Lettera al direttore del Financial Times

Sir, Robert Wade (l'autore di un articolo sull'Islanda apparso sul Financial Times capace di far sembrare sensato quello sul Corriere di un paio di mesi fa - ndM)  gets Iceland very wrong.

Macroeconomics first: annual gross domestic product growth was 5.2 per cent in 2003-07, and registered unemployment is still only 1 per cent. The current slowdown is welcome. There were indeed macroeconomic imbalances, including an overvalued exchange rate. Although the recent depreciation has overshot, it is a normal element of correcting the current account deficit, which will probably fall below 10 per cent of GDP this year. GDP growth 2008Q1 over 2007Q1 was 1.1 per cent, a slowdown but hardly a catastrophe. And Icelanders, now the fourth richest people in the Organisation for Economic Co-operation and Development (PPP-corrected GDP per capita), will survive.

The economy has invested heavily in aluminium, tapping abundant geothermal energy. This is now paying off. Exports surged 22 per cent in 2007, and returns on the investments should be excellent, with aluminium and energy prices at historic highs.

External debt figures that omit returns on portfolio investments and count direct investments at book value greatly exaggerate Iceland’s negative net international investment position. On IMF definitions, that was 120 per cent of GDP at end-2007. The Central Bank of Iceland, no fan of spendthrift ways, reckons that a reasonable estimate of the market value of direct investments brings it down to a negative 27 per cent of GDP, which is not exceptional. That fits, too, with the balance sheets of households and government. Gross debt of Icelandic households at end-2007 was high at over 200 per cent of disposable income, but their assets, including the fully funded pension funds, were over 750 per cent of disposable income. Net government debt at end-2006 was 8 per cent of GDP and fell close to zero in 2007! Are these people who have “taken to borrowing as though there is no tomorrow” ? That sounds more like the Americans or indeed the British than the Icelanders.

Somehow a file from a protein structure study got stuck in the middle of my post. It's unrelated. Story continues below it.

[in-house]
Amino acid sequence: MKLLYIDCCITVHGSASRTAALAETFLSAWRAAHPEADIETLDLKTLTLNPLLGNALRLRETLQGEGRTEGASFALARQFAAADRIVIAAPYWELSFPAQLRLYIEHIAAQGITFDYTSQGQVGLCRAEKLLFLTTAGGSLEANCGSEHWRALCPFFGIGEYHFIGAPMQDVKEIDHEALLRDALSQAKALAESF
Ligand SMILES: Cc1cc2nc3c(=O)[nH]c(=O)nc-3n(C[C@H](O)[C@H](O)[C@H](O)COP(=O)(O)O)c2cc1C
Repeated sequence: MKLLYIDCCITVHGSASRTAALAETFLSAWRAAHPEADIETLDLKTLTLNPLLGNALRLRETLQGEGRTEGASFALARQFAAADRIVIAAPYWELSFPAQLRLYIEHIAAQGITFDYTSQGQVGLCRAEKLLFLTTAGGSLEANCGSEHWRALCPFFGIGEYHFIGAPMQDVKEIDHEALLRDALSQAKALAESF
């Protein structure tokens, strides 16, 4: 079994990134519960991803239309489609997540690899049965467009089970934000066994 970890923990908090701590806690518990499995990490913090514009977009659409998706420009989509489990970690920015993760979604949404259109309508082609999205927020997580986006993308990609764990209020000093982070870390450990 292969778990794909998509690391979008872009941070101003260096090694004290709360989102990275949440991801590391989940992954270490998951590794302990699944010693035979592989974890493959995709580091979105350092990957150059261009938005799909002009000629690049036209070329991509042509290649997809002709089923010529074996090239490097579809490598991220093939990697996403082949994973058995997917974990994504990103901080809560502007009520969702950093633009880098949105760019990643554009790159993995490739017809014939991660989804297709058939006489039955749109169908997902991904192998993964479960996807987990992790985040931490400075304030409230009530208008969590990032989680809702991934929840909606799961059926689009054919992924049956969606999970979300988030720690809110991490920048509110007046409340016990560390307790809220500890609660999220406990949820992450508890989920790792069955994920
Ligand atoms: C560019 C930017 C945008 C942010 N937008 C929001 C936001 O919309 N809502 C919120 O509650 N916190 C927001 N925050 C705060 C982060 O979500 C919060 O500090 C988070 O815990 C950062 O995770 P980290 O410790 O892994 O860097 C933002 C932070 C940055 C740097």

Finally, the banks. In the European Economic Area, Iceland could not get away with “as light a regulatory touch as possible”. It has had to apply exactly the same legislation and regulatory framework as European Union member states, and its Financial Services Authority is highly professional. Prof Wade repeats the common claim that Icelandic banks “operated like hedge funds”. Much of the growth came from mergers and acquisitions, so the operations of Icelandic banks are now geographically and sectorally diversified. Most of their lending is abroad. For a while, their expansion was funded mainly by borrowing in international wholesale markets. But the "mini-crisis" of early 2006 forced a change. By end-2007, their funding structure was similar to their peers in other Nordic countries, in many cases with better deposit-loan ratios and maturity structures. They have had higher returns on equity and higher capital ratios than their Nordic peers. And the Icelandic banks had virtually no exposure to the toxic securities that almost all other banks did buy.

These facts do not square with aspersions about people with “scant experience in modern banking”. Should Iceland have called on Chuck Prince, Stan O’Neal or Marcel Ospel? (sono i tizi che hanno affossato le varie Citigroup, Bear Stearns e compagnia bella - ndM)

The rest of Prof Wade’s comments are political, including rumour-mongering. This and his carelessness with the data are regrettable in the fragile conditions of today's international financial markets. He would prefer that the Icelanders adopt “a more Scandinavian model”. The advice is doubtless well-intentioned, but we should not be surprised if they ignore it.

Fridrik Már Baldursson,
Professor of Economics,
Reykjavik University, Iceland
Richard Portes,
Professor of Economics,
London Business School, UK

Pubblicato il 4/7/2008 alle 14.49 nella rubrica Finanza.

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